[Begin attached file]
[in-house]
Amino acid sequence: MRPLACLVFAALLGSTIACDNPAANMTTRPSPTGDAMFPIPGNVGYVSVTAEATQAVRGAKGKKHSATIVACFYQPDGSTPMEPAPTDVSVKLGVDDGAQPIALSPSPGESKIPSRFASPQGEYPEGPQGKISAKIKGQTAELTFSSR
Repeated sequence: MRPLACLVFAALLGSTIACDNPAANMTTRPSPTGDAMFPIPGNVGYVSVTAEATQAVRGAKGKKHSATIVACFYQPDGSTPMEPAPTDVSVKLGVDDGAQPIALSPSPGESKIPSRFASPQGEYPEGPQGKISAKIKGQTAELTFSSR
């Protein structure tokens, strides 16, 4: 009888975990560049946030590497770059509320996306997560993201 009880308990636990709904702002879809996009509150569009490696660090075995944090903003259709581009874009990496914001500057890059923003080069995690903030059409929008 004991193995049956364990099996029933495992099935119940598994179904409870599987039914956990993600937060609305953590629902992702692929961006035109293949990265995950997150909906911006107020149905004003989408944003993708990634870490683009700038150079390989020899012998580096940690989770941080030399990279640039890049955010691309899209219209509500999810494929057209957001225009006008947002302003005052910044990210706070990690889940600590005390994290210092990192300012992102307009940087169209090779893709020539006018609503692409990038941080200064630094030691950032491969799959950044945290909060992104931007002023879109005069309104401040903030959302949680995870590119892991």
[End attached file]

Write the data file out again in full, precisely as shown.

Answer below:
[in-house]
Amino acid sequence: MRPLACLVFAALLGSTIACDNPAANMTTRPSPTGDAMFPIPGNVGYVSVTAEATQAVRGAKGKKHSATIVACFYQPDGSTPMEPAPTDVSVKLGVDDGAQPIALSPSPGESKIPSRFASPQGEYPEGPQGKISAKIKGQTAELTFSSR
Repeated sequence: MRPLACLVFAALLGSTIACDNPAANMTTRPSPTGDAMFPIPGNVGYVSVTAEATQAVRGAKGKKHSATIVACFYQPDGSTPMEPAPTDVSVKLGVDDGAQPIALSPSPGESKIPSRFASPQGEYPEGPQGKISAKIKGQTAELTFSSR
């Protein structure tokens, strides 16, 4: 009888975990560049946030590497770059509320996306997560993201 009880308990636990709904702002879809996009509150569009490696660090075995944090903003259709581009874009990496914001500057890059923003080069995690903030059409929008 004991193995049956364990099996029933495992099935119940598994179904409870599987039914956990993600937060609305953590629902992702692929961006035109293949990265995950997150909906911006107020149905004003989408944003993708990634870490683009700038150079390989020899012998580096940690989770941080030399990279640039890049955010691309899209219209509500999810494929057209957001225009006008947002302003005052910044990210706070990690889940600590005390994290210092990192300012992102307009940087169209090779893709020539006018609503692409990038941080200064630094030691950032491969799959950044945290909060992104931007002023879109005069309104401040903030959302949680995870590119892991």